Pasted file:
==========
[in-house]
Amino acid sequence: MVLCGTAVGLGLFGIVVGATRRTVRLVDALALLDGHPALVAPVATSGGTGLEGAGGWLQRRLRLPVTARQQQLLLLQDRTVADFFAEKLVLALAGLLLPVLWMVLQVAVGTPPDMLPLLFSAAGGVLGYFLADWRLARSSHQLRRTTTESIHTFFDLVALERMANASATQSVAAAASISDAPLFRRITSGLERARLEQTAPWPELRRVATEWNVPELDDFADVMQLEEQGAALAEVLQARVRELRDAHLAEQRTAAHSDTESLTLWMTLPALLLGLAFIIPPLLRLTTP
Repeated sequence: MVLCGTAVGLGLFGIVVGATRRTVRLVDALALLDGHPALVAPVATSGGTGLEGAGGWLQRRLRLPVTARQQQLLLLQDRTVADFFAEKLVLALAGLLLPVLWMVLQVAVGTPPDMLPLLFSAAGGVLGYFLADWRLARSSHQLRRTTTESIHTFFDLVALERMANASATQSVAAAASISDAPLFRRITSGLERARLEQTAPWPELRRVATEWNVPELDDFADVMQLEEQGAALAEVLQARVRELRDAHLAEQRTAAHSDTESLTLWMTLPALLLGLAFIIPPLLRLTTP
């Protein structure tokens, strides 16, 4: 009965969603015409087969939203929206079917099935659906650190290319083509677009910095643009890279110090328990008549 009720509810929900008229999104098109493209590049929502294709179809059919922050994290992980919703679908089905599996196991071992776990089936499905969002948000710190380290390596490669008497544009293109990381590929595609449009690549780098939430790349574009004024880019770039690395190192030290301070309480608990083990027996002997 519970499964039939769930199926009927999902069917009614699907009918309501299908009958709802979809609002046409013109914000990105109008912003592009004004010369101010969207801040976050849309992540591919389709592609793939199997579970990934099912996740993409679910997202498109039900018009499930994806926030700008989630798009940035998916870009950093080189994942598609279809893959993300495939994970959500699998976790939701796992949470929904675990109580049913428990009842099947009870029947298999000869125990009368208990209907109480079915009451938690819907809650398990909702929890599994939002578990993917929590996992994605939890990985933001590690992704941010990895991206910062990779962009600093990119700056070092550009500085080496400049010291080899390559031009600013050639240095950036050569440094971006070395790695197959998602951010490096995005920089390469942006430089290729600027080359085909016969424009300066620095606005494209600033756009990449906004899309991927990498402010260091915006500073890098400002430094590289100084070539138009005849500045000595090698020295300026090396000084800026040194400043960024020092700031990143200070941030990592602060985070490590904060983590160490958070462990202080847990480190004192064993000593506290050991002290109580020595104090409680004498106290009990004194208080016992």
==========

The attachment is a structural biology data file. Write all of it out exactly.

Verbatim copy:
[in-house]
Amino acid sequence: MVLCGTAVGLGLFGIVVGATRRTVRLVDALALLDGHPALVAPVATSGGTGLEGAGGWLQRRLRLPVTARQQQLLLLQDRTVADFFAEKLVLALAGLLLPVLWMVLQVAVGTPPDMLPLLFSAAGGVLGYFLADWRLARSSHQLRRTTTESIHTFFDLVALERMANASATQSVAAAASISDAPLFRRITSGLERARLEQTAPWPELRRVATEWNVPELDDFADVMQLEEQGAALAEVLQARVRELRDAHLAEQRTAAHSDTESLTLWMTLPALLLGLAFIIPPLLRLTTP
Repeated sequence: MVLCGTAVGLGLFGIVVGATRRTVRLVDALALLDGHPALVAPVATSGGTGLEGAGGWLQRRLRLPVTARQQQLLLLQDRTVADFFAEKLVLALAGLLLPVLWMVLQVAVGTPPDMLPLLFSAAGGVLGYFLADWRLARSSHQLRRTTTESIHTFFDLVALERMANASATQSVAAAASISDAPLFRRITSGLERARLEQTAPWPELRRVATEWNVPELDDFADVMQLEEQGAALAEVLQARVRELRDAHLAEQRTAAHSDTESLTLWMTLPALLLGLAFIIPPLLRLTTP
């Protein structure tokens, strides 16, 4: 009965969603015409087969939203929206079917099935659906650190290319083509677009910095643009890279110090328990008549 009720509810929900008229999104098109493209590049929502294709179809059919922050994290992980919703679908089905599996196991071992776990089936499905969002948000710190380290390596490669008497544009293109990381590929595609449009690549780098939430790349574009004024880019770039690395190192030290301070309480608990083990027996002997 519970499964039939769930199926009927999902069917009614699907009918309501299908009958709802979809609002046409013109914000990105109008912003592009004004010369101010969207801040976050849309992540591919389709592609793939199997579970990934099912996740993409679910997202498109039900018009499930994806926030700008989630798009940035998916870009950093080189994942598609279809893959993300495939994970959500699998976790939701796992949470929904675990109580049913428990009842099947009870029947298999000869125990009368208990209907109480079915009451938690819907809650398990909702929890599994939002578990993917929590996992994605939890990985933001590690992704941010990895991206910062990779962009600093990119700056070092550009500085080496400049010291080899390559031009600013050639240095950036050569440094971006070395790695197959998602951010490096995005920089390469942006430089290729600027080359085909016969424009300066620095606005494209600033756009990449906004899309991927990498402010260091915006500073890098400002430094590289100084070539138009005849500045000595090698020295300026090396000084800026040194400043960024020092700031990143200070941030990592602060985070490590904060983590160490958070462990202080847990480190004192064993000593506290050991002290109580020595104090409680004498106290009990004194208080016992």